View of the Hood after the 1979-81 conservation and reconstruction)
(After a photo in Nockert)
The Bocksten Bog Man was wearing a hood on his head, made from what is now a fairly dark brown, heavily fulled woolen twill fabric. This is the best preserved of all his garments.
The Hood, the shoulder cape, and the liripipe were all cut from a single piece of fabric. with the selvage edge forming the opening for the face. The neckline and chestline have been cut away to give sufficient width to the shoulders.
The Liripire is joined in two places. The upper piece was joined by a seam along the underside. The lower portion was cut in two pieces, joined by a seam along the upper and lower sides.
The Hood was completely dismantled during conservation, and at no time, no trace was found of a lining.
After the hood had been washed and the fabric laid true to the threads, distinct reconstruction errors (from 1936) were found at several points. For example, the front gore had been wrongly placed at the lower edge of the shoulder cape. Then there was the question of the v-shaped cloth. This is still a debateable point, but its transfer to the hood seems at present the most logical arrangement.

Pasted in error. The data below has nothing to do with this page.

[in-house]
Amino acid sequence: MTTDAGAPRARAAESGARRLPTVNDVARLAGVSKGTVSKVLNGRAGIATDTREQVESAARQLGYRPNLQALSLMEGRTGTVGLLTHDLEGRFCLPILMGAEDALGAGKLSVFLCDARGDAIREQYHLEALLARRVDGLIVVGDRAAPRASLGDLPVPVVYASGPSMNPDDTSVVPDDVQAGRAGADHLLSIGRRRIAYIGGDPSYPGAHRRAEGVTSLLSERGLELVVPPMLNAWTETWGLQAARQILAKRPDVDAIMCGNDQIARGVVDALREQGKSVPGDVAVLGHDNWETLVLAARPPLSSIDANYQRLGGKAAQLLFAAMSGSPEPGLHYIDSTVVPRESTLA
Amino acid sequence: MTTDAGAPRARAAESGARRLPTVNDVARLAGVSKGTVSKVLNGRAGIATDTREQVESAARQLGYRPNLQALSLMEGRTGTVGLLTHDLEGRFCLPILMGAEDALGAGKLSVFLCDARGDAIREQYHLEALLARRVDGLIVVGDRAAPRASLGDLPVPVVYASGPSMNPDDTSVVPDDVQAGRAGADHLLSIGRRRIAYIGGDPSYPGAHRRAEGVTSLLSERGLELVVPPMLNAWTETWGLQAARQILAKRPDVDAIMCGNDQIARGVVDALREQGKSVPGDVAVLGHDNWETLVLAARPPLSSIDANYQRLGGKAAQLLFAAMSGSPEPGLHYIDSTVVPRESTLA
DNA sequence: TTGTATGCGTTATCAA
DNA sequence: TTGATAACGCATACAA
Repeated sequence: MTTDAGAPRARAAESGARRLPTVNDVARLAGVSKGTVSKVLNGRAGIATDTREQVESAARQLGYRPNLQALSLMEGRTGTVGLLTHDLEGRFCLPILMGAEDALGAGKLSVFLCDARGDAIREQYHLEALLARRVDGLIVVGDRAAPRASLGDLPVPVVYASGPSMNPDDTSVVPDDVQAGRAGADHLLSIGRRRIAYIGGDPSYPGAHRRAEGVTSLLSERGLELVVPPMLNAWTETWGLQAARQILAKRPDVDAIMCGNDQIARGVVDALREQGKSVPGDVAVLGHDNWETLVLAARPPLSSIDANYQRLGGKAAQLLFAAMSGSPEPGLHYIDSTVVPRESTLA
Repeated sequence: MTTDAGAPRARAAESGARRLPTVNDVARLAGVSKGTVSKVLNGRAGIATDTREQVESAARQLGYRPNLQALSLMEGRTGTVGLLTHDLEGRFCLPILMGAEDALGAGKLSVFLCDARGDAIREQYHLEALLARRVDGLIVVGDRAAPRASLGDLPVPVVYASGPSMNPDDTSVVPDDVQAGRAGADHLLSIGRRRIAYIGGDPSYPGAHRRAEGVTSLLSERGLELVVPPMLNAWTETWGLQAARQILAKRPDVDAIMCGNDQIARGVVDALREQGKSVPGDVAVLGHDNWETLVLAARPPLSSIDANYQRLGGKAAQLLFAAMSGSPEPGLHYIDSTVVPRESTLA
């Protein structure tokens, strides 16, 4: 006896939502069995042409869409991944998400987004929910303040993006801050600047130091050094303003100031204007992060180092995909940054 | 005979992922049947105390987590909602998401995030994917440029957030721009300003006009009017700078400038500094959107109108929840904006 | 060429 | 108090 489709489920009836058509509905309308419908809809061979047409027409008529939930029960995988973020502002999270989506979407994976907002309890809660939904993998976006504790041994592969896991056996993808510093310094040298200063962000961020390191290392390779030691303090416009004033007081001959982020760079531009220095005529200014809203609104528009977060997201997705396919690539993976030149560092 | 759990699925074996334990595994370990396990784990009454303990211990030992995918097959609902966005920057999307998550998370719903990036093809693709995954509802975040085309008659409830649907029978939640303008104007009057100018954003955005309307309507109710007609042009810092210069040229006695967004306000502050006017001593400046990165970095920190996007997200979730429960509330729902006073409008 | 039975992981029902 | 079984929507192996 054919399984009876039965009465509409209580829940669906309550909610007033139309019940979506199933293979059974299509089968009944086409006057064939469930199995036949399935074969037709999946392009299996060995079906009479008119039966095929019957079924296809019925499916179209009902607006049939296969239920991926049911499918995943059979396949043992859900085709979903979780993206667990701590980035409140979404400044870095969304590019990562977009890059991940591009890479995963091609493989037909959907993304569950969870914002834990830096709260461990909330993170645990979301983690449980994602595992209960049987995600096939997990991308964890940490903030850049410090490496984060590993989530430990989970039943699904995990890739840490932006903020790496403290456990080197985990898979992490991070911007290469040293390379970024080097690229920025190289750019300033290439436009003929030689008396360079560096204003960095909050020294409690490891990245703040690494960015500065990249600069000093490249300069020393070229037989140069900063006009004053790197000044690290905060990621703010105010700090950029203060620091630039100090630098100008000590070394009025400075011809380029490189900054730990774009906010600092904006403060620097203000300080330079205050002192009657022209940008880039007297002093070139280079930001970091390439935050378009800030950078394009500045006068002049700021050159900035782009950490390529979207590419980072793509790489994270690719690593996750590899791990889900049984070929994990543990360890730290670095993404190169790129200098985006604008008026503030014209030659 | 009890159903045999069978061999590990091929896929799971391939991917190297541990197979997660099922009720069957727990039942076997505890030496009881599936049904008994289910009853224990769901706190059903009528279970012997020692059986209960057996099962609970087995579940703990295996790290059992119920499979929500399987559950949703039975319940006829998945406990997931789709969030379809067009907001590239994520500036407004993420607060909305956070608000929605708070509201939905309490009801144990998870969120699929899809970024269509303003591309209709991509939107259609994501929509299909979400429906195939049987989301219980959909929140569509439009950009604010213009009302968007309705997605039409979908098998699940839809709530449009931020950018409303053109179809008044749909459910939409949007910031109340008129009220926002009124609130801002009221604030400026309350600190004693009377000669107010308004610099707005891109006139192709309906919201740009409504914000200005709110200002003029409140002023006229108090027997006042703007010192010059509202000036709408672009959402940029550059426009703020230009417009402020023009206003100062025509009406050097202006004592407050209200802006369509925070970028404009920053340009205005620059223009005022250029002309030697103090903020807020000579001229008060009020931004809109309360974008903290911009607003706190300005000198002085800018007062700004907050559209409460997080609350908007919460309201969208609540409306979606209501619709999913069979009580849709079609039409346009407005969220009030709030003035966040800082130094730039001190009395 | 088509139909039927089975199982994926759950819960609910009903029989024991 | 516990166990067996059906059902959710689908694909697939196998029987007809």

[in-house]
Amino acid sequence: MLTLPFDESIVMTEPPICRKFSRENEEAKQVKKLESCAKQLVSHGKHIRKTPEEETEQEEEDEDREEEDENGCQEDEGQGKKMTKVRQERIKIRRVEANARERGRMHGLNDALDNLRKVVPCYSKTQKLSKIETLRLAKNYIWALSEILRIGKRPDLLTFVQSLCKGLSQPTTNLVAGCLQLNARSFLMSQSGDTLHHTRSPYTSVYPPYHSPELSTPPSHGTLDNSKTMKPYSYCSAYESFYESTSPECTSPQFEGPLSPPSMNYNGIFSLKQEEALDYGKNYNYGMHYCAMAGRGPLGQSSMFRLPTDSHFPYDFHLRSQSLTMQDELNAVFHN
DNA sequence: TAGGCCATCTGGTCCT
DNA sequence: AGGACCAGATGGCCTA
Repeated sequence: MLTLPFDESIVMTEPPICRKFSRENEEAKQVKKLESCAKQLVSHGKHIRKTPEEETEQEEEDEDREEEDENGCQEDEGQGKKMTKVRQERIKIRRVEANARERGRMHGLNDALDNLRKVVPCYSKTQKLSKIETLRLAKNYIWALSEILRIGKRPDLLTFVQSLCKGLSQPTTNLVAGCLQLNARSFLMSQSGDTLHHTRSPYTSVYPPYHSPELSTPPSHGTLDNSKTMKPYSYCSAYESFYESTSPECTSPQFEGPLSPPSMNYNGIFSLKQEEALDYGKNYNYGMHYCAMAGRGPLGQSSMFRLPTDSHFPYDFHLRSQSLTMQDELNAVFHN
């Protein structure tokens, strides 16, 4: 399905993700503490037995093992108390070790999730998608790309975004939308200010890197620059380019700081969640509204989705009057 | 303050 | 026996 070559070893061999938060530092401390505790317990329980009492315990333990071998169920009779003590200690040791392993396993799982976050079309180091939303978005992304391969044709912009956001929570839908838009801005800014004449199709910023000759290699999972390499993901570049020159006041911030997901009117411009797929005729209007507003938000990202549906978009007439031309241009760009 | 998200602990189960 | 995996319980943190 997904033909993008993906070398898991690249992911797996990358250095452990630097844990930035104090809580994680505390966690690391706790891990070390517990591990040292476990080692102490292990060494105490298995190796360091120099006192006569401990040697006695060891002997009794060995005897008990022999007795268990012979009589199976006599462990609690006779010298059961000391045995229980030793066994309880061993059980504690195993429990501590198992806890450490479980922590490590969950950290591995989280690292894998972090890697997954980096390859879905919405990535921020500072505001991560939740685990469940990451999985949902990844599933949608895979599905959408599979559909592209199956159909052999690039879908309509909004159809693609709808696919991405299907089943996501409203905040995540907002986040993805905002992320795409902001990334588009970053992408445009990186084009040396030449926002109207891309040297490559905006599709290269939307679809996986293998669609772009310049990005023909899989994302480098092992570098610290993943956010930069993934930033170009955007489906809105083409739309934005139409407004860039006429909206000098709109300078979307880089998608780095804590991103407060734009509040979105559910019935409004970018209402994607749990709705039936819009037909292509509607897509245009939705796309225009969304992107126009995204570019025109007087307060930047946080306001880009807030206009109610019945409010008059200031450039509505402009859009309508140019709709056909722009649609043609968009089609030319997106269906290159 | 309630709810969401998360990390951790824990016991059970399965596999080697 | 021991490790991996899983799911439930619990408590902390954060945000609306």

The lower edge of the hood was gently rounded. Owing to a shortage of cloth, this shape could not be cut directly, but had to be achieved by means of joins. Two reddish brown fragments were transferred from here to the Cloak.
An interpretation of the Hood.
Go to Hoods Page; Bocksten Bog Site Page
Some Clothing of the Middle Ages, by I. Marc Carlson, Copyright 1996 This code is given for the free exchange of information, provided the Author's Name is included in all future revisions, and no money change hands-